Many businesses spend substantial time dealing with grievances, disciplinary processes and dismissals, only then to spend often more time and money on settlement agreements. They do so because this seems a better alternative to engaging in litigation, incurring further financial expense, as well as a risk of reputational damage. In fact, fighting some carefully chosen cases can send a powerful message that contrived nuisance claims will not be tolerated.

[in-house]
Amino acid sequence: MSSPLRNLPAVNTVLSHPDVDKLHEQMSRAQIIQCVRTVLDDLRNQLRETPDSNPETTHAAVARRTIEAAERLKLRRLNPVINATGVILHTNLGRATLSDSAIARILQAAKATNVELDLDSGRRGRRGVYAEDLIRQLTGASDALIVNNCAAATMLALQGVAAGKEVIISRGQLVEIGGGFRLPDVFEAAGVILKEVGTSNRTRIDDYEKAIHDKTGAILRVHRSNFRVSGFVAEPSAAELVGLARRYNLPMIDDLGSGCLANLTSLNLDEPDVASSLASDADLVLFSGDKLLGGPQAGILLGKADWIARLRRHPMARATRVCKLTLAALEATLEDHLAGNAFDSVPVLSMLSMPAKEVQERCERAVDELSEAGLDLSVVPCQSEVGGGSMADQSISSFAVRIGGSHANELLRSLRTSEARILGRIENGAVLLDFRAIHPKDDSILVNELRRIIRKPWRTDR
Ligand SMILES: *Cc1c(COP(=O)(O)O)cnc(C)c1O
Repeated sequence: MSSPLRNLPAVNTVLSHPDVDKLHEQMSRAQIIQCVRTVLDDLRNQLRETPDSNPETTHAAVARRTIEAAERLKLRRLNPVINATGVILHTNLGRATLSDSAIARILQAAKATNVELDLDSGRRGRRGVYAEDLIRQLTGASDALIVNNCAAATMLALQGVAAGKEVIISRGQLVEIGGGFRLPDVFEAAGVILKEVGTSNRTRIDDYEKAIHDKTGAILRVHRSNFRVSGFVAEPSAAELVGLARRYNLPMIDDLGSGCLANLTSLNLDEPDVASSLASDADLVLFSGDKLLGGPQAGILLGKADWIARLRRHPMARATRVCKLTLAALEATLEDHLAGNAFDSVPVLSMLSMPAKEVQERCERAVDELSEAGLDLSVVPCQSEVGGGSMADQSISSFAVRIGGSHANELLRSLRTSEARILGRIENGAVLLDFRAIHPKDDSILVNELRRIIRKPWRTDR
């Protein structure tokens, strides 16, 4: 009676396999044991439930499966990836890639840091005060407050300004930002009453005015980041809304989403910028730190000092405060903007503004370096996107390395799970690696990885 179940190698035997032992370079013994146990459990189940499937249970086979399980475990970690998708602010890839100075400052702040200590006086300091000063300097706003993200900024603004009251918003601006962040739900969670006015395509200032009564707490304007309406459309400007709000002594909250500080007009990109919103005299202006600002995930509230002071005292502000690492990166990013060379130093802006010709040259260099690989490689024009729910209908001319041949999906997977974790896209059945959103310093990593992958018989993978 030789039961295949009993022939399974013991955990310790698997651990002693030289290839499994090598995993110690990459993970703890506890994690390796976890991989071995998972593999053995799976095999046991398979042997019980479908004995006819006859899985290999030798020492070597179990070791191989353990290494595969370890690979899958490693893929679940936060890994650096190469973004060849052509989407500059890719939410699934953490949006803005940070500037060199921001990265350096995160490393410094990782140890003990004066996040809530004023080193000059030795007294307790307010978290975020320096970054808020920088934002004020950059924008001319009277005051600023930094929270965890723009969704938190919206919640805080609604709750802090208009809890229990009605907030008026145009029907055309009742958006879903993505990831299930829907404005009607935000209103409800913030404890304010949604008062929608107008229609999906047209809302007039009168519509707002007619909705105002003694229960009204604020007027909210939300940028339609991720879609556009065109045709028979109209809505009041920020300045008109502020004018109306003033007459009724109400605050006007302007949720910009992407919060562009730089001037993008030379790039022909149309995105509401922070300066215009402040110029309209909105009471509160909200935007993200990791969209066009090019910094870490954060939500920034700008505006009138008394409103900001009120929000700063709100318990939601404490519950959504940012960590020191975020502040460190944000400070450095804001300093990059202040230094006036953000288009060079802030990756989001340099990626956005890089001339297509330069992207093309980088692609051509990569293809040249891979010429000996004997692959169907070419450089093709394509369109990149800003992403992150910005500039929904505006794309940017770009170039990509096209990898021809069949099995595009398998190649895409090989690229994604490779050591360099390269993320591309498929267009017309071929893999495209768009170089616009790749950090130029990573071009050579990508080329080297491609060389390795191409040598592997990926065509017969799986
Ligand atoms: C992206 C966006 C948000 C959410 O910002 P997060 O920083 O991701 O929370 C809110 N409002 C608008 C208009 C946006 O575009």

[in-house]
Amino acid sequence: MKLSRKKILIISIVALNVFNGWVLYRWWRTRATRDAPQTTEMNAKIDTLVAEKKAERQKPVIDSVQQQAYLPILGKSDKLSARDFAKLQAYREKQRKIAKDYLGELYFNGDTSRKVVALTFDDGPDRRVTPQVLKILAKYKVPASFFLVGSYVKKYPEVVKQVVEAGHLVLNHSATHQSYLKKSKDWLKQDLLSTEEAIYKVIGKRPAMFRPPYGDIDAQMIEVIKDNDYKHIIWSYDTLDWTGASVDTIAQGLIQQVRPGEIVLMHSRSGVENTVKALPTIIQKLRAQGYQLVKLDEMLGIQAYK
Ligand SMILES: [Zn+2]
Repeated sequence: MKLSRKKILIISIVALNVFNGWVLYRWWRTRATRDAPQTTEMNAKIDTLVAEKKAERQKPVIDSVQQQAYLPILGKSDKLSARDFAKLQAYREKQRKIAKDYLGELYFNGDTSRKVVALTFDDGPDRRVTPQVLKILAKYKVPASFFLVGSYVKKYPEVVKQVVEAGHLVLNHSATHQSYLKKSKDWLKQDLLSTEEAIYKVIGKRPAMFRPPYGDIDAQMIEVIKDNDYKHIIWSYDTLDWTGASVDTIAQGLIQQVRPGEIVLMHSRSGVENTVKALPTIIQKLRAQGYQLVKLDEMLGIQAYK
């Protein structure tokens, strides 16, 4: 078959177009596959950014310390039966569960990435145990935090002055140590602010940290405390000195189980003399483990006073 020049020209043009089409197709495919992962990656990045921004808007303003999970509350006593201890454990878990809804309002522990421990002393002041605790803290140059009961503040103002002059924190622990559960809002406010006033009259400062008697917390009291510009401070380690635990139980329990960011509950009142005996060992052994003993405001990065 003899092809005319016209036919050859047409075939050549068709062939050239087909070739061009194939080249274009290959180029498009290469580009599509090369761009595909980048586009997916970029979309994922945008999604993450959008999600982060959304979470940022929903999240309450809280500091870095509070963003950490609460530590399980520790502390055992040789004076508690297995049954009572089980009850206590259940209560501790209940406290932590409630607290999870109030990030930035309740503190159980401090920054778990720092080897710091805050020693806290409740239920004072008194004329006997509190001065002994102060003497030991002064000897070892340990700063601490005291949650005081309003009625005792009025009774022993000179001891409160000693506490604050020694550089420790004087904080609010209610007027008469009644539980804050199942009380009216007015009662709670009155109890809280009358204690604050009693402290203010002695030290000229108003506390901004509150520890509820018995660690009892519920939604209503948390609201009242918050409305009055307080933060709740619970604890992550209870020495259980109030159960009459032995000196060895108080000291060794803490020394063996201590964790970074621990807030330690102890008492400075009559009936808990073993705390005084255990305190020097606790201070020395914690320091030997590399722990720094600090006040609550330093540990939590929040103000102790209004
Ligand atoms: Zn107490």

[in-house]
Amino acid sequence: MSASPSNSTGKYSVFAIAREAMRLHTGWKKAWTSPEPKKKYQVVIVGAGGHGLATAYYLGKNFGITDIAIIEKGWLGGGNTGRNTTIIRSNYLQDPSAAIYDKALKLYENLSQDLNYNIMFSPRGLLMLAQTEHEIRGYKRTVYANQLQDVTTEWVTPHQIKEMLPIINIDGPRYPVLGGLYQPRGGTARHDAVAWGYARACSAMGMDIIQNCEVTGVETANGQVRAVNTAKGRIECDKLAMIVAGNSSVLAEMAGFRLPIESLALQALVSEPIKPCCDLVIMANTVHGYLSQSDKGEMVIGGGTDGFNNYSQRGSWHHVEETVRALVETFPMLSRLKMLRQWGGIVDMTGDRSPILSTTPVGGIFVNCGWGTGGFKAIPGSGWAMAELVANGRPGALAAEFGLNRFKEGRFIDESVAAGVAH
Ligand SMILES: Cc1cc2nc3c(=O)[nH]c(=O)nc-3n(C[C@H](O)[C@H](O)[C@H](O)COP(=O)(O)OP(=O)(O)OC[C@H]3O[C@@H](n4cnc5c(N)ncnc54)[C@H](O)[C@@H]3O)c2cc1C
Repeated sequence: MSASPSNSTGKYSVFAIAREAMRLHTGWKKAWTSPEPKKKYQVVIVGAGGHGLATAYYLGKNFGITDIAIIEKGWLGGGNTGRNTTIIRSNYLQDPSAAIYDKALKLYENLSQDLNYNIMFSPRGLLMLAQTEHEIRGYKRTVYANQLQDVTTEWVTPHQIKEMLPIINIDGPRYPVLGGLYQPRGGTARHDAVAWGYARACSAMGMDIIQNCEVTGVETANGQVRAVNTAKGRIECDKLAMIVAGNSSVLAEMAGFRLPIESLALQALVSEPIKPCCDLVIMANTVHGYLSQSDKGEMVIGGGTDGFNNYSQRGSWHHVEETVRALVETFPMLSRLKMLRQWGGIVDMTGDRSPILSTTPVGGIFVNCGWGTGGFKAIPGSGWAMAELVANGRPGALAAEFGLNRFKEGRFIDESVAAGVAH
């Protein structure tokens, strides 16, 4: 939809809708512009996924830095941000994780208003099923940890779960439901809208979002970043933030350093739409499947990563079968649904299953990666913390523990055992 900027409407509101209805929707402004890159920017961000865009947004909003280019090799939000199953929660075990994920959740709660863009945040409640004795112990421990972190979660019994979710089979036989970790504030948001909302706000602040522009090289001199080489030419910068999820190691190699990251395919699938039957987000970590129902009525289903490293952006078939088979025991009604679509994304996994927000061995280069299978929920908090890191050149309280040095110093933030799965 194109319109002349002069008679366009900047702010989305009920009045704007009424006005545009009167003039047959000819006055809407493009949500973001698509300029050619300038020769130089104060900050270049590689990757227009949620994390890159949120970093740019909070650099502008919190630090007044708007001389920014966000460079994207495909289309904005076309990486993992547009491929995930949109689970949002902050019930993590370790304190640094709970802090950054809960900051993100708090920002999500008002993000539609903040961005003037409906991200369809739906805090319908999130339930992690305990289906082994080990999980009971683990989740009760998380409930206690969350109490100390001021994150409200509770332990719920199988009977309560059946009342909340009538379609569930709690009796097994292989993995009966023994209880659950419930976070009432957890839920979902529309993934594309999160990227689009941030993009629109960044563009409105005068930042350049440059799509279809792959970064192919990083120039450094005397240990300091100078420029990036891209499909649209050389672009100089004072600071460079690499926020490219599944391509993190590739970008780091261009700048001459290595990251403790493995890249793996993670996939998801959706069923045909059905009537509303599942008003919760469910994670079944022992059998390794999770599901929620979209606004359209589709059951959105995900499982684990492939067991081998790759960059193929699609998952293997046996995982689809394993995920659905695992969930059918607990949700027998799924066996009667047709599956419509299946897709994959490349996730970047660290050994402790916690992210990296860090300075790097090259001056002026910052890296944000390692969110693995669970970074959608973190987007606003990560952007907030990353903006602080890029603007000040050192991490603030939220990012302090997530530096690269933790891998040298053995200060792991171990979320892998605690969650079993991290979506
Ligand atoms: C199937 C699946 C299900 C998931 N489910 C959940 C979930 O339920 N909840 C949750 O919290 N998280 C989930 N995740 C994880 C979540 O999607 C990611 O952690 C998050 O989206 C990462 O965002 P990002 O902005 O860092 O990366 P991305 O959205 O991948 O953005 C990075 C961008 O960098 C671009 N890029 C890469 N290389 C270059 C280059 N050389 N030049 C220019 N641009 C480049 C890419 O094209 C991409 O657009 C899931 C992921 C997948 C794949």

The “follow the process and then settle” approach reveals a misunderstanding as to what the alternatives really are to the expense and reputational risk of litigation. The real alternative in many cases is not simply to avoid litigation or to rely on formal processes to assess who is to blame for alleged misconduct or grievances. The better route may often be to resolve the conflict that leads to problems before it escalates. There is nothing new in this idea and certainly the idea itself is not profound. However, the problem is that most businesses stop listening beyond this mantra and very few are prepared to invest anything like the time and resource into conflict resolution methods that they are in following the “process and settlement” approach. Conflict can be resolved by early intervention, but what does this really involve? It involves having properly trained management and staff, who are able to identify likely triggers for and the early signs of workplace conflict and who are also equipped to intervene effectively and appropriately. But a commitment to conflict resolution also requires that businesses put in place the supporting mechanisms to maximize the effectiveness of such early intervention methods. This will usually mean having in place a neutral, confidential and accessible workplace mediation scheme, with skilled internal or external mediators able to deal with matters considered suitable for this more formal step.